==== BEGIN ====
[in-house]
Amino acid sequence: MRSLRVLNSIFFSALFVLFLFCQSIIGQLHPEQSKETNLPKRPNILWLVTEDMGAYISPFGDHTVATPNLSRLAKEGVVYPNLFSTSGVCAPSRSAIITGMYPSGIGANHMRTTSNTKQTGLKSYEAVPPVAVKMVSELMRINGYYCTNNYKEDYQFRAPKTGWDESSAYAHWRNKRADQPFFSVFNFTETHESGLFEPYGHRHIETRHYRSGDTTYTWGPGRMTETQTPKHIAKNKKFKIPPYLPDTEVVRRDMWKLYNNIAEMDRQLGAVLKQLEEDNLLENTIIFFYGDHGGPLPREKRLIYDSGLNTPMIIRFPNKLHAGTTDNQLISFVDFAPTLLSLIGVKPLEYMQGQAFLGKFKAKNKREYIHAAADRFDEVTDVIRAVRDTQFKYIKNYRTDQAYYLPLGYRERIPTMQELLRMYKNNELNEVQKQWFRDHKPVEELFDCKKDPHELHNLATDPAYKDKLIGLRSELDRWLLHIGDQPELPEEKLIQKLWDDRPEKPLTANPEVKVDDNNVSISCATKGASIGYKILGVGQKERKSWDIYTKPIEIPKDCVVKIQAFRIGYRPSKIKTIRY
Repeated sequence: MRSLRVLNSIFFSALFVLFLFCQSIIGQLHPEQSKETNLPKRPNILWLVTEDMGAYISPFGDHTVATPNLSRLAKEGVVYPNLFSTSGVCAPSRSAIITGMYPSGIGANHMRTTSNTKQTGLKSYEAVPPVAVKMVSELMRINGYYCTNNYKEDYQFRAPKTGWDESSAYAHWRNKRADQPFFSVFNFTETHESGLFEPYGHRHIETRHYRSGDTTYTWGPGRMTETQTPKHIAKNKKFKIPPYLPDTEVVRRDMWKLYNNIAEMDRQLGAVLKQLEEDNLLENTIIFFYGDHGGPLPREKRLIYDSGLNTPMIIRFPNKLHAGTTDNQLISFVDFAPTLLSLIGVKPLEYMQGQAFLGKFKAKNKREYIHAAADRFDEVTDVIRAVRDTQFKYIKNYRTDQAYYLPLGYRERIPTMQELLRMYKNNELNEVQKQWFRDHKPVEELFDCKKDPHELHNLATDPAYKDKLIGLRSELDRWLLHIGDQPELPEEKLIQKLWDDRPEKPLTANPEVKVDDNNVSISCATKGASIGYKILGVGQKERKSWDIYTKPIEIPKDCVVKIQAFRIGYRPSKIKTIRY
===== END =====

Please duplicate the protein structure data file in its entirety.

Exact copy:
[in-house]
Amino acid sequence: MRSLRVLNSIFFSALFVLFLFCQSIIGQLHPEQSKETNLPKRPNILWLVTEDMGAYISPFGDHTVATPNLSRLAKEGVVYPNLFSTSGVCAPSRSAIITGMYPSGIGANHMRTTSNTKQTGLKSYEAVPPVAVKMVSELMRINGYYCTNNYKEDYQFRAPKTGWDESSAYAHWRNKRADQPFFSVFNFTETHESGLFEPYGHRHIETRHYRSGDTTYTWGPGRMTETQTPKHIAKNKKFKIPPYLPDTEVVRRDMWKLYNNIAEMDRQLGAVLKQLEEDNLLENTIIFFYGDHGGPLPREKRLIYDSGLNTPMIIRFPNKLHAGTTDNQLISFVDFAPTLLSLIGVKPLEYMQGQAFLGKFKAKNKREYIHAAADRFDEVTDVIRAVRDTQFKYIKNYRTDQAYYLPLGYRERIPTMQELLRMYKNNELNEVQKQWFRDHKPVEELFDCKKDPHELHNLATDPAYKDKLIGLRSELDRWLLHIGDQPELPEEKLIQKLWDDRPEKPLTANPEVKVDDNNVSISCATKGASIGYKILGVGQKERKSWDIYTKPIEIPKDCVVKIQAFRIGYRPSKIKTIRY
Repeated sequence: MRSLRVLNSIFFSALFVLFLFCQSIIGQLHPEQSKETNLPKRPNILWLVTEDMGAYISPFGDHTVATPNLSRLAKEGVVYPNLFSTSGVCAPSRSAIITGMYPSGIGANHMRTTSNTKQTGLKSYEAVPPVAVKMVSELMRINGYYCTNNYKEDYQFRAPKTGWDESSAYAHWRNKRADQPFFSVFNFTETHESGLFEPYGHRHIETRHYRSGDTTYTWGPGRMTETQTPKHIAKNKKFKIPPYLPDTEVVRRDMWKLYNNIAEMDRQLGAVLKQLEEDNLLENTIIFFYGDHGGPLPREKRLIYDSGLNTPMIIRFPNKLHAGTTDNQLISFVDFAPTLLSLIGVKPLEYMQGQAFLGKFKAKNKREYIHAAADRFDEVTDVIRAVRDTQFKYIKNYRTDQAYYLPLGYRERIPTMQELLRMYKNNELNEVQKQWFRDHKPVEELFDCKKDPHELHNLATDPAYKDKLIGLRSELDRWLLHIGDQPELPEEKLIQKLWDDRPEKPLTANPEVKVDDNNVSISCATKGASIGYKILGVGQKERKSWDIYTKPIEIPKDCVVKIQAFRIGYRPSKIKTIRY